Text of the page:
On September 25, at an event at the Metropolitan Museum of Art in New York City, the International Council of Museums (ICOM) announced the Emergency Red List of Syrian Cultural Objects to fight against illicit traffic in cultural goods. World Monuments Fund President Bonnie Burnham was one of the speakers at the event, and below is an edited version of her remarks.
Protecting cultural heritage in times of conflict is one of the biggest challenges facing our field. It is a challenge precisely because it is dwarfed in the public's perception by the magnitude of human suffering and civil disruption caused by these conflicts. Contrary to this perception, the loss of heritage is a critical issue, for many reasons, in the context of how to emerge from these disastrous events. At World Monuments Fund we say that cultural heritage is the DNA of civilization. It is the bridge of traditions, objects, and structures that links us to our history. Heritage provides the precedents that shape our world, gives places their meaning, and shows us the way ahead through references to the past. Cultural heritage shapes the environment, contributes to moral and economic well-being, and is one of the fundamental cornerstones of a peaceful and prosperous society. The values of our heritage are well recognized and universally esteemed -- hence the very notion of World Heritage, recognizing places of outstanding universal value and their relevance to all of society, as a common legacy.
People in places under siege care no less about their heritage than we do as we watch with concern from the outside. But conflict brings destruction, often on a massive scale, and people caught in these circumstances are both immediately affected and powerless to intervene.
In the two years since the Syrian conflict began, we have seen major destruction of heritage sites caused by shelling, bombing, fire, and looting. Rebels took refuge in famous sites, such as the crusader castles of Crac de Chevalier and Shayzar. The ancient Roman city of Apamea was the site of heavy fighting, and was badly damaged afterwards by looters using bulldozers. The citadel of Aleppo was fired upon by a government tank, and its medieval iron gate was destroyed. We watched the heartbreaking footage of the city's famous souk and the beautiful, medieval mosque and minaret shattered by fire and shells. iPhones and YouTube allowed these events to be shared around the world as they happened. It was agonizing to watch.
The information generated through these informal reports is a valuable tool. Analyzing it will enhance our ability to act effectively in the aftermath of this terrible conflict. That is the good news.
What we can do to protect our cultural treasures begins with identifying important heritage sites and materials before the conflict occurs and doing whatever it is possible to do to protect them. The next step is training people to provide local care to the extent that this is possible during the conflict, and prepare for post-conflict work. Today this kind of training is taking place through long-distance, virtual courses. Both the International Council on Monuments and Sites (ICOMOS), the sister organization to ICOM, and the International Centre for the Study of the Preservation and Restoration of Cultural Property (ICCROM), a heritage training center based in Rome, have been providing training for Syrian colleagues. The Syrian Department of Antiquities is doing a great deal to document damage, carry out repairs, and strengthen protection for heritage sites as we speak. Information on these actions is widely circulated throughout the heritage community. This in itself is the start of a recovery process.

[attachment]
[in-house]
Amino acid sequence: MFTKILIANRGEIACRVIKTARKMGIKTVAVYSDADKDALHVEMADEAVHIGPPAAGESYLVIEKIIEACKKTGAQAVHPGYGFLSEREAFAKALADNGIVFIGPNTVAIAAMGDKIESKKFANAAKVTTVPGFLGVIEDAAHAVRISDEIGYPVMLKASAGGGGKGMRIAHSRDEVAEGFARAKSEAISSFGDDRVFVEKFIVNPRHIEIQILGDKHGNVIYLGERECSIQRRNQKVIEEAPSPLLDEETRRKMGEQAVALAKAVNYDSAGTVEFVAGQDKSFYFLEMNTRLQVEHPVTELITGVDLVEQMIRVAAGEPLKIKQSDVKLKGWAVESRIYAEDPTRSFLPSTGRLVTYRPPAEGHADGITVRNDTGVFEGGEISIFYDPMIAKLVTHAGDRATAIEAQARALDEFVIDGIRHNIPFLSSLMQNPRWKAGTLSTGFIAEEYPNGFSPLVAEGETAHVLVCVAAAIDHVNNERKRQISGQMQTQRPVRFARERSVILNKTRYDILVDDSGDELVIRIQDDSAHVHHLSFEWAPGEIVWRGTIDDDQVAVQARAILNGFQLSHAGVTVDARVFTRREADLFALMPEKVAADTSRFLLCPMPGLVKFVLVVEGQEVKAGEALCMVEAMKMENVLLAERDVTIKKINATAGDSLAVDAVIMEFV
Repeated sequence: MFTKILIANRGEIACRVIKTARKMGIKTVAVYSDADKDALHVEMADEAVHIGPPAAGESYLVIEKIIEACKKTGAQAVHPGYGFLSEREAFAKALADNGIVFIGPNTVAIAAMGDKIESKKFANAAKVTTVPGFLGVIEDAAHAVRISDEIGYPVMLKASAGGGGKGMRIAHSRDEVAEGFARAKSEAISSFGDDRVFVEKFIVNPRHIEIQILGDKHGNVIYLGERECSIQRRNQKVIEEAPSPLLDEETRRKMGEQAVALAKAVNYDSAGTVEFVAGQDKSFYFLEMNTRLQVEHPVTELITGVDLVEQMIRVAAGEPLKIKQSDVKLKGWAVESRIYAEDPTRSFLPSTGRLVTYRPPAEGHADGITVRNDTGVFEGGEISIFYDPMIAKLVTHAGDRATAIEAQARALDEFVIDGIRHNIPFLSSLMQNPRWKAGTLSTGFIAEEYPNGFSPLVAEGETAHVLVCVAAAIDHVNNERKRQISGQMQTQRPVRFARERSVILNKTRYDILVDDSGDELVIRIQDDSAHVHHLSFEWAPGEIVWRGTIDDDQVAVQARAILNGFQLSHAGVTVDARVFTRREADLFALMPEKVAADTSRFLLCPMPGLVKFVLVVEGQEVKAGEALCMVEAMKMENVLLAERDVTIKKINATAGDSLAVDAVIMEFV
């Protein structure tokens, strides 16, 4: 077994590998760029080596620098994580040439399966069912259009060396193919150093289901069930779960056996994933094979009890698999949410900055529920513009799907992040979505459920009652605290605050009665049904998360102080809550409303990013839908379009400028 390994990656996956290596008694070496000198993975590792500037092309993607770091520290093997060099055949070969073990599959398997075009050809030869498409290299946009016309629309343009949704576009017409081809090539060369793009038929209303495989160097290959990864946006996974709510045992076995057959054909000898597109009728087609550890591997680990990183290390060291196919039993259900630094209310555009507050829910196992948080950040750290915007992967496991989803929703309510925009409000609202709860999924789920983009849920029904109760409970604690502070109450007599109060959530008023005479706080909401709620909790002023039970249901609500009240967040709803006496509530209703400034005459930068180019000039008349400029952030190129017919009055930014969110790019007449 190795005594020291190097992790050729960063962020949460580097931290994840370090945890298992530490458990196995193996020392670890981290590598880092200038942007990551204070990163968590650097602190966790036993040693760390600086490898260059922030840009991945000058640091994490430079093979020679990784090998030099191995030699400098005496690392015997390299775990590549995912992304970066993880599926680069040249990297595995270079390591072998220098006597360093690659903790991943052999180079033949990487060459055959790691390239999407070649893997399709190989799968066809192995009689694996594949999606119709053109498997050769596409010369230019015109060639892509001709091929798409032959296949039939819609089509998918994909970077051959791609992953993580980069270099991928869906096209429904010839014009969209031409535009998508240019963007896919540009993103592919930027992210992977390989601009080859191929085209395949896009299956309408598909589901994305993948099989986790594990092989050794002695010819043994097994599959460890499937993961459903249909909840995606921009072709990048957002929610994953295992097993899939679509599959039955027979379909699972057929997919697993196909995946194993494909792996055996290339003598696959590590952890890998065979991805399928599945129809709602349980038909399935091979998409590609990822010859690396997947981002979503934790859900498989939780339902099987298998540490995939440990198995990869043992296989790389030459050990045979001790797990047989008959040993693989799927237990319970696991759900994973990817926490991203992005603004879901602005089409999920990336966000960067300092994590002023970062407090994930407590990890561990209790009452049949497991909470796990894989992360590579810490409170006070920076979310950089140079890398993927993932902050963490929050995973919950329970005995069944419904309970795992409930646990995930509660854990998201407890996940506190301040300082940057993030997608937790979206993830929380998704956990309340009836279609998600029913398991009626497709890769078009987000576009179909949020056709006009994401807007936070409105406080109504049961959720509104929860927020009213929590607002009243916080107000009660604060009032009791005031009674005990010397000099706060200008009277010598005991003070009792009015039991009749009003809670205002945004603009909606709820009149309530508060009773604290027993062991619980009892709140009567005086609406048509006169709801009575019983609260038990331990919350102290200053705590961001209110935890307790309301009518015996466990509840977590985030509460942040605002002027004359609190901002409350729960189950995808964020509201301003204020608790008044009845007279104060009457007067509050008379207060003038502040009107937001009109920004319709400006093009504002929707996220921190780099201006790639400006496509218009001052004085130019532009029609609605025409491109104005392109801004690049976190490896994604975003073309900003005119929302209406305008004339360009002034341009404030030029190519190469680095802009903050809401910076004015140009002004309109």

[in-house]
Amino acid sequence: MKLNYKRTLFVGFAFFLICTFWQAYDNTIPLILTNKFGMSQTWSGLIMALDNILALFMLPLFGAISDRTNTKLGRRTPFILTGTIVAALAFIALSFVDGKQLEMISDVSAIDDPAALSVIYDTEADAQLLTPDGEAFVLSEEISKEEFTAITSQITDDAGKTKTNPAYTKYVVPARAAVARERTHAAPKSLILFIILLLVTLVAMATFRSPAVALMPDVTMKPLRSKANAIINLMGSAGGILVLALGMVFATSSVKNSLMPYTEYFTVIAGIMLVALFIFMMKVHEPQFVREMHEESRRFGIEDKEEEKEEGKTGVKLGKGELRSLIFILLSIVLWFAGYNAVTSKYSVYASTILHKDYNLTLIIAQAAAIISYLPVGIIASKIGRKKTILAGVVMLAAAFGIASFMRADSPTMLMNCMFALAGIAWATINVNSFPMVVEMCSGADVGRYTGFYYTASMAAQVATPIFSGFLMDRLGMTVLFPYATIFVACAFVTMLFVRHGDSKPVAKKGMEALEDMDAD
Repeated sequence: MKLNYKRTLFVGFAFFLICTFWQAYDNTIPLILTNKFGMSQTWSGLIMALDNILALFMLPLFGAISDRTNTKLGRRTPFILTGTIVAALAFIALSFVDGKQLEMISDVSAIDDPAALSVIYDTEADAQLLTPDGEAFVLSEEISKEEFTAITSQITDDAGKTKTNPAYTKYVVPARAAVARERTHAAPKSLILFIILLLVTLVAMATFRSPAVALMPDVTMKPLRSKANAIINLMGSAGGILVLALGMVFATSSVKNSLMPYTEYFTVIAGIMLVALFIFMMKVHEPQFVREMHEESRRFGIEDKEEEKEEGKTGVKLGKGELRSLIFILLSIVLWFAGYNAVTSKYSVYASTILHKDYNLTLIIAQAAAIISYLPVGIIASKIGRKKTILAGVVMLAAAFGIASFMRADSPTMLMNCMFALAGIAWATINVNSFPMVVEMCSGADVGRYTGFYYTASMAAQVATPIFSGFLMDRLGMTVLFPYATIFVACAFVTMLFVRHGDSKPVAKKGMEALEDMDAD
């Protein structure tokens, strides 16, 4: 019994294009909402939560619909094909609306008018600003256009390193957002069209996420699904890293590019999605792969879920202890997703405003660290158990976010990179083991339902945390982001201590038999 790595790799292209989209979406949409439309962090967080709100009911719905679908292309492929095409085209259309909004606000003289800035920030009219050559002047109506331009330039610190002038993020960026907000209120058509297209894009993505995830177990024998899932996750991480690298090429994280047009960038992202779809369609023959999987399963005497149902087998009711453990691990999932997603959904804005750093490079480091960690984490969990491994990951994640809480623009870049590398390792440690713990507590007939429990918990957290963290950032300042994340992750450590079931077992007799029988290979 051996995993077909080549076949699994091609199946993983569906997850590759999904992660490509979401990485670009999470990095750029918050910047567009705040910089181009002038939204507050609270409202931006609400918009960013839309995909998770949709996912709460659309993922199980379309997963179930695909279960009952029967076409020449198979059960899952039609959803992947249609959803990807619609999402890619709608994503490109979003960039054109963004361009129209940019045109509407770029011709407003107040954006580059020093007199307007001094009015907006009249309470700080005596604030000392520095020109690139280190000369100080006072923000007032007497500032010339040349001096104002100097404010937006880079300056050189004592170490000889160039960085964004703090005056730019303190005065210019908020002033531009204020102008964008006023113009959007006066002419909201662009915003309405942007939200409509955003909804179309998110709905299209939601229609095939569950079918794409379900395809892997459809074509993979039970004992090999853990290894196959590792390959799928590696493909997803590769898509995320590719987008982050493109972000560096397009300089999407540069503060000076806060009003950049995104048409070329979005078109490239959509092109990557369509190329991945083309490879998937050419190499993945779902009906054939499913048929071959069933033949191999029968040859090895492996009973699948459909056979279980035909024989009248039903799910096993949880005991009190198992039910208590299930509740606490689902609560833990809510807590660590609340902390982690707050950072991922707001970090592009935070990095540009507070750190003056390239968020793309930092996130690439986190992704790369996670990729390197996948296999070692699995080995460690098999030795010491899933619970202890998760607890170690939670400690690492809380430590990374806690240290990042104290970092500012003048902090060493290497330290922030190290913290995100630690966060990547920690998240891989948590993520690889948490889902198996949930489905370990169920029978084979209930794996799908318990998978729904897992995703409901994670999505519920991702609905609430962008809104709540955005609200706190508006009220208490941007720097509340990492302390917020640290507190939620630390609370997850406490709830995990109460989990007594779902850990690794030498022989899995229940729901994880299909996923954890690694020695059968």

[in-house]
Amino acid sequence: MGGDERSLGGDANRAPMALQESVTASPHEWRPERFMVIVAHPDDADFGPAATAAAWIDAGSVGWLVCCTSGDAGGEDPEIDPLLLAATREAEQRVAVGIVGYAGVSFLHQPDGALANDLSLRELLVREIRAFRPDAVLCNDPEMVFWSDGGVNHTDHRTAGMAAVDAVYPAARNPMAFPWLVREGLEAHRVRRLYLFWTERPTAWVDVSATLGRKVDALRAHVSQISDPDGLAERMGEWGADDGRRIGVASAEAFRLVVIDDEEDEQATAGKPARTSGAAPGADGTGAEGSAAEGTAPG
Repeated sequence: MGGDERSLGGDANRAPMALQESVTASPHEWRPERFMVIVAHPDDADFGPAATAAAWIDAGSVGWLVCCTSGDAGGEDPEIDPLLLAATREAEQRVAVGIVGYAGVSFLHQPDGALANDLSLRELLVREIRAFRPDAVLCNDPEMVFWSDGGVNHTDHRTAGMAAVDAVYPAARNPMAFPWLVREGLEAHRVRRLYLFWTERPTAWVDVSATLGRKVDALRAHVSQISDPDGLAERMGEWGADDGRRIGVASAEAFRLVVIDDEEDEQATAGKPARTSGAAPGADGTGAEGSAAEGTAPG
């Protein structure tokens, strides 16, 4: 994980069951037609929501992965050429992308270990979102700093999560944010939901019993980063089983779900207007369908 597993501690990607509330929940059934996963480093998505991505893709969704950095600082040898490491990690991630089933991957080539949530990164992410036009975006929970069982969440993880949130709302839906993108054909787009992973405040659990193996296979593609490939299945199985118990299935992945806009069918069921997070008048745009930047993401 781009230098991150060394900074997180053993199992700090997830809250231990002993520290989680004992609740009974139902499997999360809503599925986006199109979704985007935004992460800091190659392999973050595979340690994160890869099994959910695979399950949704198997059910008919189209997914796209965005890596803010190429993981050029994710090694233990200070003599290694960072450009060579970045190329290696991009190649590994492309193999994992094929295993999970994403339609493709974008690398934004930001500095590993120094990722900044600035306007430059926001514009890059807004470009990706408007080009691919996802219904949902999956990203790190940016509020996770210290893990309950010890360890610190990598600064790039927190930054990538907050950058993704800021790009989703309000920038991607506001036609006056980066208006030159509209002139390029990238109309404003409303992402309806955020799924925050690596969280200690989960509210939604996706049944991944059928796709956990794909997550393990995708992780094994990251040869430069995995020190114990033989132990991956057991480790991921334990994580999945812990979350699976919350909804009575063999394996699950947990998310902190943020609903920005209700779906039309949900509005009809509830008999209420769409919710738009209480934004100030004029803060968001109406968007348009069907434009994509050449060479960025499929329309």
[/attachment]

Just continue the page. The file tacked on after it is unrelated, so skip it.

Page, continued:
As much damage can occur afterward as during conflict. We need to ensure that professionals trained in heritage management are part of civil affairs units when peacekeeping work begins. The example of the famed Monuments Men has not been seen on any scale in military and peacekeeping operations since World War II. It should be reinstated as part of our contribution to global peacekeeping. The outrage following the sack of the Baghdad Museum and the military occupation of Babylon should make it clear just how important these gestures are.
There needs to be more public recognition now and an expression of worldwide concern about the threat to Syria's heritage. UNESCO has put all six of the World Heritage sites in Syria on the list of World Heritage in Danger. WMF has received an appeal from the Syrian authorities to help preserve three key sites: Aleppo's historic center, Krak des Chevaliers, and the medieval fortified city of Qal'at al-Mudiq. These sites will be our priority. The first step will be planning, documentation and analysis of damage. We can do a great deal of this work offsite thanks to the powerful resource of satellite imagery, radar scanning, and the monitoring that many people inside Syria are doing on the ground.
From 2000 to 2010 WMF and the Aga Khan Trust for Culture worked extensively on the restoration of Aleppo Citadel, completing the throne room, the gate pavilion, the Ayyubid cistern, and the spectacular newly discovered Hittite temple. We will use the knowledge and experience we gained through this work to create a virtual record that will guide our eventual mobilization sometime in the future.
Although human well-being is paramount, we know that we have an important role to play in helping to rebuild the lives of people whose homeland has been shattered by these terrible events.
We will be calling on concerned citizens here in the US and around the world to help us. We will need resources -- both technical and monetary. Even now, when the outcome is still unclear, the international public can help by showing concern. We hope to show the people of Syria that we recognize that their heritage is critical to the future, and we stand with them in its defense.